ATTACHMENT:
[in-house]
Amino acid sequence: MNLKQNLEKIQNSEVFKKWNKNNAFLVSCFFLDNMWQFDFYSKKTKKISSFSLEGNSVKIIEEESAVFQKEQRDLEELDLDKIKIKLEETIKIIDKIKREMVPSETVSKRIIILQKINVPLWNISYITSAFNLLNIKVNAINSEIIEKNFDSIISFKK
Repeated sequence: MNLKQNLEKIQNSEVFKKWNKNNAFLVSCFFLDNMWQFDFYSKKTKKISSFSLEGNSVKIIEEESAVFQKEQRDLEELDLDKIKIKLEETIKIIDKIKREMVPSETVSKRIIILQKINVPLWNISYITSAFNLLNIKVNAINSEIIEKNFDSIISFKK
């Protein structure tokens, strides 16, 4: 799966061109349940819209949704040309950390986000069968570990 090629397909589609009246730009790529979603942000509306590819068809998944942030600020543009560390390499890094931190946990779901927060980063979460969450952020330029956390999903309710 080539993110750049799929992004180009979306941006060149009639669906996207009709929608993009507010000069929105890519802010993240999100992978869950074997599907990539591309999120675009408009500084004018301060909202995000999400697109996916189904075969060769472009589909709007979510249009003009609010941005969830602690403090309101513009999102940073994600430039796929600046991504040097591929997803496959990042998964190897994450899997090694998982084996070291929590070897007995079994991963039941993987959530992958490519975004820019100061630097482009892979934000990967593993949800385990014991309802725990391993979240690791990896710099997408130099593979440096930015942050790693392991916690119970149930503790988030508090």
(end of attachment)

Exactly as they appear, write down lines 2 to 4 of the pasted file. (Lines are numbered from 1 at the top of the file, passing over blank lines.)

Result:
Amino acid sequence: MNLKQNLEKIQNSEVFKKWNKNNAFLVSCFFLDNMWQFDFYSKKTKKISSFSLEGNSVKIIEEESAVFQKEQRDLEELDLDKIKIKLEETIKIIDKIKREMVPSETVSKRIIILQKINVPLWNISYITSAFNLLNIKVNAINSEIIEKNFDSIISFKK
Repeated sequence: MNLKQNLEKIQNSEVFKKWNKNNAFLVSCFFLDNMWQFDFYSKKTKKISSFSLEGNSVKIIEEESAVFQKEQRDLEELDLDKIKIKLEETIKIIDKIKREMVPSETVSKRIIILQKINVPLWNISYITSAFNLLNIKVNAINSEIIEKNFDSIISFKK
């Protein structure tokens, strides 16, 4: 799966061109349940819209949704040309950390986000069968570990 090629397909589609009246730009790529979603942000509306590819068809998944942030600020543009560390390499890094931190946990779901927060980063979460969450952020330029956390999903309710 080539993110750049799929992004180009979306941006060149009639669906996207009709929608993009507010000069929105890519802010993240999100992978869950074997599907990539591309999120675009408009500084004018301060909202995000999400697109996916189904075969060769472009589909709007979510249009003009609010941005969830602690403090309101513009999102940073994600430039796929600046991504040097591929997803496959990042998964190897994450899997090694998982084996070291929590070897007995079994991963039941993987959530992958490519975004820019100061630097482009892979934000990967593993949800385990014991309802725990391993979240690791990896710099997408130099593979440096930015942050790693392991916690119970149930503790988030508090």